A research team from Zoological Society of London, Fauna & Flora International (FFI) and Liberia’s Forestry Development Authority has captured the first records of the Liberian mongoose in Sapo National Park, in south-east Liberia. The findings have been reported in the Journal of Small Carnivore Conservation.
The Liberian mongoose is listed as Vulnerable on the IUCN Red List of Threatened Species. However, not much is known about its population status or range, although it is thought to be declining due to extensive habitat loss and hunting for its meat.
These animals are found mainly in swamp forest and stream beds with deep, sandy soils where earthworms (its main food source) are abundant. Liberian mongooses are thought to be important “ecosystem engineers” because their foraging behaviour, turning over large areas of forest, helps to create a more varied and diverse landscape that can benefit other species.
Until now, this species was only known from north-east Liberia and western Côte d’Ivoire, and although it was presumed to occur in similar habitats in adjacent areas, previous attempts to confirm this had proven fruitless.
The new records were captured in Sapo National Park, with the introduction of a systematic camera-trapping survey by ZSL, with support from Fauna and Flora International and the Liberian Forestry Development Authority.
According to the paper’s authors, “These first verifiable records of Liberian mongoose in Sapo National Park provide valuable information on the distribution range of this poorly documented species.”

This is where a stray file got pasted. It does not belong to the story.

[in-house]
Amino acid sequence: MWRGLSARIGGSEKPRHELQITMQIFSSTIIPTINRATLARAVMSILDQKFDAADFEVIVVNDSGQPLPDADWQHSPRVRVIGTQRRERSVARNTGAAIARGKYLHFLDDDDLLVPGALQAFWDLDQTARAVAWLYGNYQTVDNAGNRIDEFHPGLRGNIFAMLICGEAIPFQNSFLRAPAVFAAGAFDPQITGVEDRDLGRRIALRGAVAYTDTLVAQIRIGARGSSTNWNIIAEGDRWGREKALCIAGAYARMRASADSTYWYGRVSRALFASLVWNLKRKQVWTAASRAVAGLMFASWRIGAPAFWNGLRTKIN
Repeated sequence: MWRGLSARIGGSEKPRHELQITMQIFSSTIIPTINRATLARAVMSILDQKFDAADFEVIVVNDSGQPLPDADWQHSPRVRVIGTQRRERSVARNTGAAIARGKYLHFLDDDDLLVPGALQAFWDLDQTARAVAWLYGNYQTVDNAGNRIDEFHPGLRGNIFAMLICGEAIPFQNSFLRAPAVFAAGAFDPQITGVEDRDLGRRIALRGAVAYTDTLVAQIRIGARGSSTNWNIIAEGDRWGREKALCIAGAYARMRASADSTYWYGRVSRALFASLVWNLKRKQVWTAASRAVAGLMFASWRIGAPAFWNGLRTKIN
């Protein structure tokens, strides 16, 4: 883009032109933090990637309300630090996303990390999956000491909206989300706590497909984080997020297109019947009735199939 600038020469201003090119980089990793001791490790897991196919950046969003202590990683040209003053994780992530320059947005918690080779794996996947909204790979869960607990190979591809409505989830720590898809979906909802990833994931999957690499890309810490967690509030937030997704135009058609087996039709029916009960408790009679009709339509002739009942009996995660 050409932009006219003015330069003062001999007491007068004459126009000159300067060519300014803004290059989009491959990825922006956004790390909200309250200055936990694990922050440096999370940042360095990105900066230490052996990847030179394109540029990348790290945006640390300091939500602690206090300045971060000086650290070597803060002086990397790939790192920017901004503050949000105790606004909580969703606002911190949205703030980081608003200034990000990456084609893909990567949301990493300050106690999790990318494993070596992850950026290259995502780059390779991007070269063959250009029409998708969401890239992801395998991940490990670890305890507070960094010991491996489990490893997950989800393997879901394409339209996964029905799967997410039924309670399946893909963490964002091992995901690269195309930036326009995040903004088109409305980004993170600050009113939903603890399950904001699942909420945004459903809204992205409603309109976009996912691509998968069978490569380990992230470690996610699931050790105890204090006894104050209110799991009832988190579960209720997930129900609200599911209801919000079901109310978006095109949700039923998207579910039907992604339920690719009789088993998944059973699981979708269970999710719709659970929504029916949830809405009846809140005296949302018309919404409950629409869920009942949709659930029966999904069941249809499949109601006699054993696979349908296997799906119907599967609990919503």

ZSL’s Dr Ben Collen said “this find highlights the power of new technology like camera traps to reveal new things about the hidden lives of wildlife, which we had no way of recording until now”.
Sapo National Park, an expanse of lowland rainforest covering an area of over 180,000 hectares, is one of Liberia’s most intact tropical forest ecosystems and the country’s only national park. The park harbours an exceptional array of fauna and flora, including many species that are found nowhere else on earth. It provides one of the last strongholds for the pygmy hippopotamus, the West African chimpanzee and Jentink’s duiker (a type of antelope).
ZSL has been working with Fauna & Flora International and the Forestry Development Authority since 2008, but until recently research in the south-western and north-eastern areas of the park has been restricted due to security concerns relating to armed artisanal gold miners operating in the park.
However, in 2010 most of the miners were evacuated, and the bio-monitoring plan has consequently been extended, with data collection set to commence in these formerly inaccessible areas.